The Pope bowdlerizes the Lord’s Prayer

It appears that Catholics in Italy, France and Spain are getting revised translations of the Lord’s Prayer. The problem is the line “Lead us not into temptation”. The Pope complained in 2017 that this is a bad translation, not on exegetical grounds but on theological grounds:

It is not a good translation because it speaks of a God who induces temptation. I am the one who falls. It’s not him pushing me into temptation to then see how I have fallen. A father doesn’t do that; a father helps you to get up immediately. It’s Satan who leads us into temptation—that’s his department.

The line is being changed to something like “do not let us fall into temptation.”

I respectfully tried to put the Pope right on this at the time, clearly without success.

  • In both Matthew and Luke the meaning of the Greek is clear: “do not bring (eisenegkēis) us into testing” (Matt. 6:13; Lk. 11:14).
  • I’m not sure that “do not let us fall into temptation” is a theological improvement. Doesn’t it rather imply an abdication of moral responsibility?
  • In any case, Jesus is not talking about “temptation” in the general sense of an inducement to do what is morally wrong. What peirasmos signifies is the particular “testing” of the disciples’ faith and vocation that hardship and persecution presented.
  • Jesus differentiates between God, who might lead the disciples into testing, and Satan, who does the testing. We cannot say, therefore, that Satan leads us into “temptation.” Being led into testing and being tested are two very different things.
  • Jesus was “led up (anēchthē) by the Spirit into the wilderness to be tested by the devil” (Matt. 4:1). Luke has the simple “was led (ēgeto) by the Spirit” (Lk. 4:1); Mark has the more violent “the Spirit casts him out (ekballei) into the wilderness” (Mk. 1:12). No question though: it is God who leads him into this testing.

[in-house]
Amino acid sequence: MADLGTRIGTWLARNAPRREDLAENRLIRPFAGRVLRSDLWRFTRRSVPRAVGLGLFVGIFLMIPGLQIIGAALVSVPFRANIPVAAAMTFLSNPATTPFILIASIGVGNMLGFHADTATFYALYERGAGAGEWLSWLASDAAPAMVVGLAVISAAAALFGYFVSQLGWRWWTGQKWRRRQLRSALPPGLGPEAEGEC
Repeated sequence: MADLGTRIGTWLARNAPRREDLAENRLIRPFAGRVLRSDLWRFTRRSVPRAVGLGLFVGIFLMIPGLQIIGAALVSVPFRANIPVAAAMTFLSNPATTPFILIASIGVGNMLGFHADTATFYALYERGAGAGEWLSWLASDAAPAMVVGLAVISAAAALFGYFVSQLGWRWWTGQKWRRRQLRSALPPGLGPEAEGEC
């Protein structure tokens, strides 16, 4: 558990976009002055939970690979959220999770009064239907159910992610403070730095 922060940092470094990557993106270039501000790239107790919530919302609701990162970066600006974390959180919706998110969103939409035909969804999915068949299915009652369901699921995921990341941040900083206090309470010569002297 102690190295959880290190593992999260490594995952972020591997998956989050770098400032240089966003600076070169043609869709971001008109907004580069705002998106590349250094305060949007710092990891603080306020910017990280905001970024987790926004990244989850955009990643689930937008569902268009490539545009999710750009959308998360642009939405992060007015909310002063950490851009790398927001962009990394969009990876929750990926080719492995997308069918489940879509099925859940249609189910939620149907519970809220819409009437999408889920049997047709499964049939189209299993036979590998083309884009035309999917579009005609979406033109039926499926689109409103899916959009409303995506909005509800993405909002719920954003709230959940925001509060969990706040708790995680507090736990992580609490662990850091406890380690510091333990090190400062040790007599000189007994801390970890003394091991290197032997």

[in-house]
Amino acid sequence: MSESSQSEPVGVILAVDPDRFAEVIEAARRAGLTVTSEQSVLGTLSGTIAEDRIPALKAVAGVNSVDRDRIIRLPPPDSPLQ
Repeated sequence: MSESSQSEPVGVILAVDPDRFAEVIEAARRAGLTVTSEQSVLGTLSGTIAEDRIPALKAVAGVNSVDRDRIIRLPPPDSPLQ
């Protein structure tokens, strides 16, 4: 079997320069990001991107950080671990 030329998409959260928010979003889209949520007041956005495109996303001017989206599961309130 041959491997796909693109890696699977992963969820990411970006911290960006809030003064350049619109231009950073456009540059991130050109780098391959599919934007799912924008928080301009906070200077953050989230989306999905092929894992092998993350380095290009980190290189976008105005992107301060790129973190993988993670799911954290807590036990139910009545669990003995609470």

• Jesus meant quite seriously that his disciples should pray not to be led, in the course of their mission, into situations that would test their faith to the breaking point.
  • The Lord’s Prayer, therefore, is an eschatological-missional prayer for the followers of Jesus in the first century. It is how you should pray when you are called to embark on the perilous journey of proclaiming the coming of the kingdom of God to rebellious Israel in the period leading up to the war against Rome.
  • If we continue to pray the Lord’s Prayer today, we should not pretend it was composed for us. We pray it at some remove from its original sphere of meaning and application.
  • It’s just one more reason why the church needs to develop a historical consciousness.

It’s too bad the Pope doesn’t bring that same energy to the “give us this day our daily bread” translation issues.

Oh, no.  I was just saying that, if someone is concerned about changing popular translations of the Lord’s Prayer, they might focus on something that has actual translation difficulties.

Samuel Conner | Fri, 06/07/2019 - 16:55 | Permalink

I have to say that my US Evangelical compatriots (or former compatriots; they would probably regard me to be an apostate) are not going to be happy about proposals like this; it seems to be paring away everything that is familiar. I have suspected that “The Lord’s Supper” may no longer be a mandatory rite (on the theory that Paul seems to regard it as a proclamation of Jesus’ death “until he comes” — and Jesus’ parousia has, from our perspective, taken place in the course of the world reaching the first and second eschatological horizons.

It’s going to be a very unfamiliar way of “being the people of God.”

It’s not so much “paring away”, in my view, as relocating on a temporal or historical axis. Just as Israel remembered the ancient events of exodus or return from exile, the church remembers and celebrates the ancient faithfulness of Jesus and his followers which secured a victory over the destructive forces of sin and gained empire-wide recognition for the lordship of Jesus. But no, your evangelical friends are not going to jump at such a reorientaton of the logic of faith.

John Shakespeare | Wed, 06/12/2019 - 10:53 | Permalink

Unless I have missed it, I suspect the historical context is still not being given full weight. In the exodus from Egypt and progress to Canaan, Israel was led by Jahweh into the wilderness, where they faced — and failed — a range of tests, from the golden calf to the spies’ pessimistic reports. The prayer, in its context of Jesus’s wilderness temptation, and the declaring of the new covenant law, is therefore a request that this new, redefined Israel should not be put into such a situation of failure.